D.C. Mayor Fenty faces big test on snow-removal efforts

By Tim Craig and Hamil R. Harris
Washington Post Staff Writers
Tuesday, February 16, 2010; B01

D.C. Mayor Adrian M. Fenty (D) will face one of the biggest tests of his mayoral term Tuesday morning when potentially hundreds of thousands of motorists descend on the District to try to reclaim a sense of normalcy after a historic dumping of snow.

After hundreds of plow crews spent the weekend scraping, scooping and hauling away snow, Fenty said Monday that the city has made significant progress in freeing snow-clogged streets

"We are down to pavement on virtually every residential street," Fenty said.

But with city schools and the District and federal governments expected to open, questions remain about whether Fenty's snow-removal efforts can live up to expectations.

On Friday, when officials last sought to claim victory over the storm by reopening the federal government, massive traffic tie-ups turned the city turned into a miserable mess.

The traffic jams -- caused by thoroughfares that had been substantially narrowed by snowbanks -- were so bad that AAA Mid-Atlantic declared District motorists had just sat through the worst gridlock since the Sept. 11 terrorist attack.

Over the weekend, city crews stepped up efforts to plow major routes, including Connecticut Avenue, curb to curb. Fenty said he hopes the efforts, which will continue into midweek, reduce the congestion.

"We are spending a lot of time and energy and resources to try to go curb to curb," said Fenty, who conceded that crews wouldn't be able to reach all major streets by rush hour Tuesday morning.

The challenge couldn't be more critical for Fenty, who is up for reelection this year and has staked his reputation on making local government work better for District residents.

Fenty received high marks for the District's response to the Dec. 19 snowstorm, which dropped about 20 inches on the city, but over the past week both national media outlets and some D.C. Council members have questioned Fenty's ability to oversee the District's snow removal.

"This was an act of God, and we have to remember that, but unfortunately politicians are judged by this," said John B. Townsend II, a spokesman for AAA Mid-Atlantic. "For many politicians, the inability to remove snow becomes a political Waterloo, and it creates a crisis in confidence and causes people to become very, very angry."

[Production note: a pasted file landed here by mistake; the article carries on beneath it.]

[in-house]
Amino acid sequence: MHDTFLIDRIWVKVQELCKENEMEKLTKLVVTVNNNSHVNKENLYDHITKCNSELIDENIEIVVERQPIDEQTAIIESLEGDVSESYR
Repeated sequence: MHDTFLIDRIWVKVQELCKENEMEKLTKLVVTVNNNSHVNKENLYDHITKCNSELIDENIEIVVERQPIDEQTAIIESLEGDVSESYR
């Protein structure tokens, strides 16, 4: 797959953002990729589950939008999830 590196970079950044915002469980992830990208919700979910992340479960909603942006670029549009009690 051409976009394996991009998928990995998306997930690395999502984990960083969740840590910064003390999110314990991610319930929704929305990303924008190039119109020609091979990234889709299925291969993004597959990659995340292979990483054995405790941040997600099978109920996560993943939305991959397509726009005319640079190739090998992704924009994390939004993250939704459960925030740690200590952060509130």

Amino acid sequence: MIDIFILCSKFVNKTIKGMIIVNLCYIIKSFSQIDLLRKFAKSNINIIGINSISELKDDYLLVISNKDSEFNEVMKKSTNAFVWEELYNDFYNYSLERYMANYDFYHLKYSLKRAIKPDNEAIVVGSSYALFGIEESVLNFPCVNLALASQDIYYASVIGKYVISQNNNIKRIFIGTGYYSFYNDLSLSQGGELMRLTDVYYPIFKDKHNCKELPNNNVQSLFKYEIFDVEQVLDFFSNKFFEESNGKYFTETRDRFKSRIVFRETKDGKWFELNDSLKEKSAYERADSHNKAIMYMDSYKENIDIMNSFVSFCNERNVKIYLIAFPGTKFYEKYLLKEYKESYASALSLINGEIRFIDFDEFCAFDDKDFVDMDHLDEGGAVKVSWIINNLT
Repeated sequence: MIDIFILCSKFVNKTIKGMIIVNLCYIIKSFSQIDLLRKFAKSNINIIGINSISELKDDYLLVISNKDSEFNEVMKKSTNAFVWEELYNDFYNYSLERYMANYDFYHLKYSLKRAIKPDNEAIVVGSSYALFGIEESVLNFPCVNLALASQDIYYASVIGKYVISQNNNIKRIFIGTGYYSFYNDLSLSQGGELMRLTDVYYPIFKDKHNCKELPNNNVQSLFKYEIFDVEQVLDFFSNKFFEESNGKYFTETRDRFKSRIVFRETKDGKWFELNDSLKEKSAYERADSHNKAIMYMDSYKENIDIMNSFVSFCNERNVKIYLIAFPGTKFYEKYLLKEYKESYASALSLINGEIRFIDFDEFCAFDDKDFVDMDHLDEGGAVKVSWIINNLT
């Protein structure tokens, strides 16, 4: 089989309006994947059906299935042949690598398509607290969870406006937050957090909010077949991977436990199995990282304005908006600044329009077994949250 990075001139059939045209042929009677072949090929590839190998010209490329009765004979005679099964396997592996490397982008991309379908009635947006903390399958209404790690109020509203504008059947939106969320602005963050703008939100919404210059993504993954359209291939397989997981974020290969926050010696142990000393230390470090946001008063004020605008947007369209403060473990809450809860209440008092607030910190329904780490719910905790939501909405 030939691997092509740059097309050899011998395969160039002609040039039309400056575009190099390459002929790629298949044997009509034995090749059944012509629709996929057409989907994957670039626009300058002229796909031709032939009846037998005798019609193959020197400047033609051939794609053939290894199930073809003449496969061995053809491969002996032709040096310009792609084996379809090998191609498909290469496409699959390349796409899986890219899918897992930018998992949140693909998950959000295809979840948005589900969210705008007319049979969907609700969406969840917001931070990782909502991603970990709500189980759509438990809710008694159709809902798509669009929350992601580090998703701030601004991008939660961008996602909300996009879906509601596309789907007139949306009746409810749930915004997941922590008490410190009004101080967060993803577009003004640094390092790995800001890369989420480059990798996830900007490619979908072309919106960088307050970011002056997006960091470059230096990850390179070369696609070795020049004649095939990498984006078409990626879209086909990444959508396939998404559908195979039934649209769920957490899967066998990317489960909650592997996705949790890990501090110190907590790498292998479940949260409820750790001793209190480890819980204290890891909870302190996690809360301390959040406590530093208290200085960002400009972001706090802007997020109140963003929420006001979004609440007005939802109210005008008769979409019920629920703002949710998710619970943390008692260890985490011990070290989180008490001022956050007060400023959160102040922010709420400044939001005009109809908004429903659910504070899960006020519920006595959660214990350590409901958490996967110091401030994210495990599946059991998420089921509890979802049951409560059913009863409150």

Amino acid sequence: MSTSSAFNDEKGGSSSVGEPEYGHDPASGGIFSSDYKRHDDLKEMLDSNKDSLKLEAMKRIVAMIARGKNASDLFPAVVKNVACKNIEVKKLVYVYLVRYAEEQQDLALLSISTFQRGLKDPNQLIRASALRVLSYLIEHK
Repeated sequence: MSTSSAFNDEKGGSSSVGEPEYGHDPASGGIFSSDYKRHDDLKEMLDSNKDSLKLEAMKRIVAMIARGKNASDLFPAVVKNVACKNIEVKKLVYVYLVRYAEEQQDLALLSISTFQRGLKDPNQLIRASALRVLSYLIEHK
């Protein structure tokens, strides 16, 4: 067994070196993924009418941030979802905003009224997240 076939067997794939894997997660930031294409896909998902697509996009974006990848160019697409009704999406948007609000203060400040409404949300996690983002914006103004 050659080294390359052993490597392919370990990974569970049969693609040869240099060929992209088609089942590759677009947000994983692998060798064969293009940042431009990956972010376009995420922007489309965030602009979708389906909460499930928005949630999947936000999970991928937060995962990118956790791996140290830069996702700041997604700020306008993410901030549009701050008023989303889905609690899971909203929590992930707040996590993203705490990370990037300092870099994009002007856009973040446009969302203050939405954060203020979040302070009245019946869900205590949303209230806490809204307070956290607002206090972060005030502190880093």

But there were signs Monday that some residents are giving Fenty some credit for navigating the city through back-to-back snowstorms, which dropped about three feet in five days.

"We all should remember that this was a record snowfall, far out of the ordinary compared to past winters," Rick Toye, a lifelong District resident, posted on the Shepherd Park e-mail discussion list Monday. "The personnel at DPW and the city overall . . . have done an outstanding job with the snow removal."

Council member Jim Graham (D-Ward 1), chairman of the committee that oversees the streets department, said Fenty has "struck a balance" between the needs of residents versus those of commuters.

If Fenty ordered more resources to free up additional commuter lanes on major thoroughfares, Graham noted, it would have taken longer for the residential streets to be plowed.

"There are limited resources here whatever way you cut it, but I have to say bravo for the work he has done in the neighborhoods," said Graham, adding "the amount of energy (Fenty) has put into the task is nothing short of astounding."

But others say Fenty, who so far does not have a high-profile opponent in the September Democratic primary, has had several missteps in overseeing the city's response to the storm.

During last weekend's storm, Fenty may have set unrealistic expectations that street crews could clear many streets by last Monday. Even though many streets were still impassable, Fenty kept the city government open last Monday and Tuesday, creating a rift with city employees.

And some Council members wonder why Fenty appeared reluctant to ask the federal government for help removing the snow following the second storm Wednesday.

Graham said when he asked Fenty about requesting resources from President Obama, the mayor replied, "What would they have provided us?"

"I said, 'They could have provided soldiers from Fort Meyer,' " Graham recalled. "If it had been a riot, they would have."

Emily Durso, president of the Hotel Association of Washington, D.C., said some of her members have been complaining about the city's snow-removal efforts.

"I had a handful of members who were shocked that pretty main arterials, three days later, had not been touched," Durso said. "I kept saying, 'Really, you haven't seen a plow?' and they said, 'Nope,' and they just couldn't believe it."

Late last week, after the second storm, the city contracted additional heavy equipment to clear neighborhood streets and began breaking up and hauling away the snow mounds on major thoroughfares.

But Steven J. Stepniak, who oversees the streets department in snowy Buffalo, N.Y., said District officials should have called up the heavy equipment before the first storm began.

"Having the right size of equipment and getting contractors early is key," said Stepniak, commissioner of Buffalo's Public Works, Parks and Streets Department.

But Stepniak, who lives in a city that averages 93 inches of snow each year, said even Buffalo would struggle to clean up from the consecutive blizzards that hit the District last week.

"It is very hard for any municipality of any size to handle back-to-back snowstorms of that caliber," Stepniak said.

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